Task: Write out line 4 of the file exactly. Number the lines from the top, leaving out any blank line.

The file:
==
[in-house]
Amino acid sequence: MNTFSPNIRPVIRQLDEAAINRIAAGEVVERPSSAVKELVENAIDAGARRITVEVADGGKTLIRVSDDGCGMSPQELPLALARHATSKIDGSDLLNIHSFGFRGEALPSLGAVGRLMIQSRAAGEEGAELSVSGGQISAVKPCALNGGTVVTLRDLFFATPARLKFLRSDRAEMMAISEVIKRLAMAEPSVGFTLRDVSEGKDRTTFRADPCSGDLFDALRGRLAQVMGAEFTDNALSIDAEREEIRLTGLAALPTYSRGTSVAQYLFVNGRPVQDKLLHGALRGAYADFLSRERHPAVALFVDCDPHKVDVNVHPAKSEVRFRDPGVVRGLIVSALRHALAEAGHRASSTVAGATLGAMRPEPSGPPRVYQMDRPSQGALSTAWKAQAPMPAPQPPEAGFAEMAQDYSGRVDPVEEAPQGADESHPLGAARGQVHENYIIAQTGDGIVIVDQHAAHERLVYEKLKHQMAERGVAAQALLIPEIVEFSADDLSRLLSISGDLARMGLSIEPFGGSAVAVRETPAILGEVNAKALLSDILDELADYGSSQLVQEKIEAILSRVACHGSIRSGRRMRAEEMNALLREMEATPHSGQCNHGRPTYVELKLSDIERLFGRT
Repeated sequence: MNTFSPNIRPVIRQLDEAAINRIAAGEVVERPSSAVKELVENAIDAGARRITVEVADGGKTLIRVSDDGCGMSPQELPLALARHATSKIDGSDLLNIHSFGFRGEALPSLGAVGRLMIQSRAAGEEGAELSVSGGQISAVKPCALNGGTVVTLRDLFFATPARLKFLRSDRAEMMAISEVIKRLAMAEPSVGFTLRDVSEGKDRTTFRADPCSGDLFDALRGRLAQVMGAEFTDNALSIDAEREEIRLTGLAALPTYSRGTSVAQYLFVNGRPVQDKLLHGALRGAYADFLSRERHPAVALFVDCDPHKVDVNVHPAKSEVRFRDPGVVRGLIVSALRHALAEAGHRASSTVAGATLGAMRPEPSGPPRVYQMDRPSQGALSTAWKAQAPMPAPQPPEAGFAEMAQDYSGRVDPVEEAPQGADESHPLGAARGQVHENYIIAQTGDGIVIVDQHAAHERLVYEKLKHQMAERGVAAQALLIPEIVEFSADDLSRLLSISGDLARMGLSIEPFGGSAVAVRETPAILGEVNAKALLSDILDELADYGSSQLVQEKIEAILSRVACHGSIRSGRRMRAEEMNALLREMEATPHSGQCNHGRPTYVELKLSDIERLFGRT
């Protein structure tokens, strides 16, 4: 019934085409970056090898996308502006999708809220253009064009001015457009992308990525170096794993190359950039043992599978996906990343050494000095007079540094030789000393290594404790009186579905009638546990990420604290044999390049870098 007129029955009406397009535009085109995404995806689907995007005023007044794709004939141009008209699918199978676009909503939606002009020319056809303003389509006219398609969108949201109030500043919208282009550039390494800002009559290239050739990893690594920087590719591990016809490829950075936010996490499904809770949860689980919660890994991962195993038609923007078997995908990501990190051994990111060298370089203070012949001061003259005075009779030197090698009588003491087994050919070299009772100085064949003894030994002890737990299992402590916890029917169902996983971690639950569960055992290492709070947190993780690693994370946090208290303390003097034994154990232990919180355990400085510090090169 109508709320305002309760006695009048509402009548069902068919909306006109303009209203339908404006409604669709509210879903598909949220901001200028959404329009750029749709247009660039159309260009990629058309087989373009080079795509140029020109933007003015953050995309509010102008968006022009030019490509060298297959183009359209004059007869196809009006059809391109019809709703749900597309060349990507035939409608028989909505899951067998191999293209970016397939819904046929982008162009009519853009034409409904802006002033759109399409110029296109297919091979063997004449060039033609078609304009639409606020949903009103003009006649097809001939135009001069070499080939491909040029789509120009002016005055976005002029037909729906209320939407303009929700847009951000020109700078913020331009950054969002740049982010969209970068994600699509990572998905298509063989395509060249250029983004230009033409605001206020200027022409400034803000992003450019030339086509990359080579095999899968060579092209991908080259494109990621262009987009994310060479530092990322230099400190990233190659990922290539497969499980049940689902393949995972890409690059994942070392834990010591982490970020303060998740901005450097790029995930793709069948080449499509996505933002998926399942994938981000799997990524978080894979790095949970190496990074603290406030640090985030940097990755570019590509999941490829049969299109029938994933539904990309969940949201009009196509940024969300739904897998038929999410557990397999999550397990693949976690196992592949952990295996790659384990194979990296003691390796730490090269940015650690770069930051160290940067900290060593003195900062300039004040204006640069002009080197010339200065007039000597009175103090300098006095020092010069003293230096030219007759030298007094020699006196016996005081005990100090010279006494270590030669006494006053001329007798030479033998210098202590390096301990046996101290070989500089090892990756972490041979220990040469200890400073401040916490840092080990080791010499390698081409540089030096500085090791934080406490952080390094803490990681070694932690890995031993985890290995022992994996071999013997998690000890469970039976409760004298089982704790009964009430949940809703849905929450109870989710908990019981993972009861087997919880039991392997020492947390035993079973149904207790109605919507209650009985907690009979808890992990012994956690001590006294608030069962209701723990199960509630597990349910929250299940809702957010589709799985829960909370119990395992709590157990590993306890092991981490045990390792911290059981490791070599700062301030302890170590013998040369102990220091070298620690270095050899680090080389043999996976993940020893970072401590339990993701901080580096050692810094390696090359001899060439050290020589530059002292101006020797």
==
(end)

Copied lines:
């Protein structure tokens, strides 16, 4: 019934085409970056090898996308502006999708809220253009064009001015457009992308990525170096794993190359950039043992599978996906990343050494000095007079540094030789000393290594404790009186579905009638546990990420604290044999390049870098 007129029955009406397009535009085109995404995806689907995007005023007044794709004939141009008209699918199978676009909503939606002009020319056809303003389509006219398609969108949201109030500043919208282009550039390494800002009559290239050739990893690594920087590719591990016809490829950075936010996490499904809770949860689980919660890994991962195993038609923007078997995908990501990190051994990111060298370089203070012949001061003259005075009779030197090698009588003491087994050919070299009772100085064949003894030994002890737990299992402590916890029917169902996983971690639950569960055992290492709070947190993780690693994370946090208290303390003097034994154990232990919180355990400085510090090169 109508709320305002309760006695009048509402009548069902068919909306006109303009209203339908404006409604669709509210879903598909949220901001200028959404329009750029749709247009660039159309260009990629058309087989373009080079795509140029020109933007003015953050995309509010102008968006022009030019490509060298297959183009359209004059007869196809009006059809391109019809709703749900597309060349990507035939409608028989909505899951067998191999293209970016397939819904046929982008162009009519853009034409409904802006002033759109399409110029296109297919091979063997004449060039033609078609304009639409606020949903009103003009006649097809001939135009001069070499080939491909040029789509120009002016005055976005002029037909729906209320939407303009929700847009951000020109700078913020331009950054969002740049982010969209970068994600699509990572998905298509063989395509060249250029983004230009033409605001206020200027022409400034803000992003450019030339086509990359080579095999899968060579092209991908080259494109990621262009987009994310060479530092990322230099400190990233190659990922290539497969499980049940689902393949995972890409690059994942070392834990010591982490970020303060998740901005450097790029995930793709069948080449499509996505933002998926399942994938981000799997990524978080894979790095949970190496990074603290406030640090985030940097990755570019590509999941490829049969299109029938994933539904990309969940949201009009196509940024969300739904897998038929999410557990397999999550397990693949976690196992592949952990295996790659384990194979990296003691390796730490090269940015650690770069930051160290940067900290060593003195900062300039004040204006640069002009080197010339200065007039000597009175103090300098006095020092010069003293230096030219007759030298007094020699006196016996005081005990100090010279006494270590030669006494006053001329007798030479033998210098202590390096301990046996101290070989500089090892990756972490041979220990040469200890400073401040916490840092080990080791010499390698081409540089030096500085090791934080406490952080390094803490990681070694932690890995031993985890290995022992994996071999013997998690000890469970039976409760004298089982704790009964009430949940809703849905929450109870989710908990019981993972009861087997919880039991392997020492947390035993079973149904207790109605919507209650009985907690009979808890992990012994956690001590006294608030069962209701723990199960509630597990349910929250299940809702957010589709799985829960909370119990395992709590157990590993306890092991981490045990390792911290059981490791070599700062301030302890170590013998040369102990220091070298620690270095050899680090080389043999996976993940020893970072401590339990993701901080580096050692810094390696090359001899060439050290020589530059002292101006020797």